Baras'aghur made a gesture to indicate a sweep of the sun in the sky, and Ogedai pursed his lips in irritation. His father's brother would be well aware of the nuances of hospitality. Simply by arriving when Ogedai was not there to greet him, he had created an obligation. Ogedai assumed it was deliberate. A man like Temuge was too subtle not to grasp the slightest advantage. Yet the order had gone out for the generals and princes to remain on the plains.
Ogedai sighed. For two years, he had readied Karakorum to be the jewel in an empire. His had been a splendid isolation and he had maneuvered to keep it so, his enemies and friends always off balance. He had known it could not last forever. He steeled himself as he walked after Baras'aghur to the first and most sumptuous of his audience rooms.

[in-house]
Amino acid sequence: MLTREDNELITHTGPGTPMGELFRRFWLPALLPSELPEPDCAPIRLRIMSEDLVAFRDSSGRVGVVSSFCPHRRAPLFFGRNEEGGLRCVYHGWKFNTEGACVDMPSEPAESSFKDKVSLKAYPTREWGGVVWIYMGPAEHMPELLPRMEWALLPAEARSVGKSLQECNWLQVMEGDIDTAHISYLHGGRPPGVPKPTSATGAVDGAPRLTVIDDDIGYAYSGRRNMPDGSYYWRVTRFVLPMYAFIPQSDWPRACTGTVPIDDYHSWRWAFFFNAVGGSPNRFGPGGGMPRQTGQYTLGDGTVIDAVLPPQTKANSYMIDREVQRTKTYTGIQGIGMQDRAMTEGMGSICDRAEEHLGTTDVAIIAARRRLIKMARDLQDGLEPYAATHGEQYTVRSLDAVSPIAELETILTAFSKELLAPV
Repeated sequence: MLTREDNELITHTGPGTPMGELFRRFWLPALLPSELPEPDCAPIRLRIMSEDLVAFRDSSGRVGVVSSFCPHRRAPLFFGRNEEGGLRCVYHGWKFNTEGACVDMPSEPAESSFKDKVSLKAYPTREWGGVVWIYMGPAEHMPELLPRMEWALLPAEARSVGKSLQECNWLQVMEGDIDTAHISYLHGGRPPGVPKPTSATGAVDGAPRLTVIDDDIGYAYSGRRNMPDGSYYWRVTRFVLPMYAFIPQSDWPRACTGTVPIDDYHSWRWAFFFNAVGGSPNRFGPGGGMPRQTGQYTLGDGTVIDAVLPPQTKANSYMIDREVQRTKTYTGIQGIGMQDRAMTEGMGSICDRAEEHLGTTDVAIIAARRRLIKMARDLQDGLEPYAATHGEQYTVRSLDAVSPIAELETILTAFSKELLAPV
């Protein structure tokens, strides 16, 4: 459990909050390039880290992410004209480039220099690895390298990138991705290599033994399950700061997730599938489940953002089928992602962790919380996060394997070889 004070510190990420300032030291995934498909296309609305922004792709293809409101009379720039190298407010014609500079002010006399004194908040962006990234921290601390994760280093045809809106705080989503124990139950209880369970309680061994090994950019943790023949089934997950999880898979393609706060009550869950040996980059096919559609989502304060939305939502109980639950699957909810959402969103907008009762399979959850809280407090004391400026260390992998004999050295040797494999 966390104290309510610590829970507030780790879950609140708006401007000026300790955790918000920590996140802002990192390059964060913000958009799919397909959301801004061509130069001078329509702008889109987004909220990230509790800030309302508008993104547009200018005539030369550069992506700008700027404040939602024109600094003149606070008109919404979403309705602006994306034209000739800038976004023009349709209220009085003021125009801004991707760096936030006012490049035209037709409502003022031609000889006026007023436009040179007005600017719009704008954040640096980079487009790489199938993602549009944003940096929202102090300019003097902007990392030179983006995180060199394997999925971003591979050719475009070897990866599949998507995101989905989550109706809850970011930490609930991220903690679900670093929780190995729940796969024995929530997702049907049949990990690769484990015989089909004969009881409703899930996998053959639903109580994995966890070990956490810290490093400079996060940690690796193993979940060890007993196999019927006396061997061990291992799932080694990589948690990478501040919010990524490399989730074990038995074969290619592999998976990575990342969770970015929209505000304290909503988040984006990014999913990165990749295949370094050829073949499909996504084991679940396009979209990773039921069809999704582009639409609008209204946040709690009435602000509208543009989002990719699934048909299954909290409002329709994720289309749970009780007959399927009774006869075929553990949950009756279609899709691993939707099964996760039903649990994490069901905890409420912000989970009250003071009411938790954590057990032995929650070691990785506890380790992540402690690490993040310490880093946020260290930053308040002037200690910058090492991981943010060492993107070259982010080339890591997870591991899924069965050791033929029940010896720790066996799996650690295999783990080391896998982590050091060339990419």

"Have wine brought to me immediately, Baras. And food--something simple, such as the warriors are eating on the plain."
"Your will, my lord," his servant said without listening, his thoughts on the meeting to come.
The footsteps of the two men were loud in the silent halls, clicking and echoing back to them. Ogedai did not glance at the painted scenes that usually gave him so much pleasure. He and Baras'aghur walked under the best work of Islamic artists, and it was only toward the end that Ogedai looked up at a blaze of color, smiling to himself at the image of Genghis leading a charge at the Badger's Mouth pass. The artist had asked a fortune for a year's work, but Ogedai had doubled his price when he saw it. His father still lived on those walls, as well as in his memory. There was no art of painting in the tribes he knew, and such things could still make him g...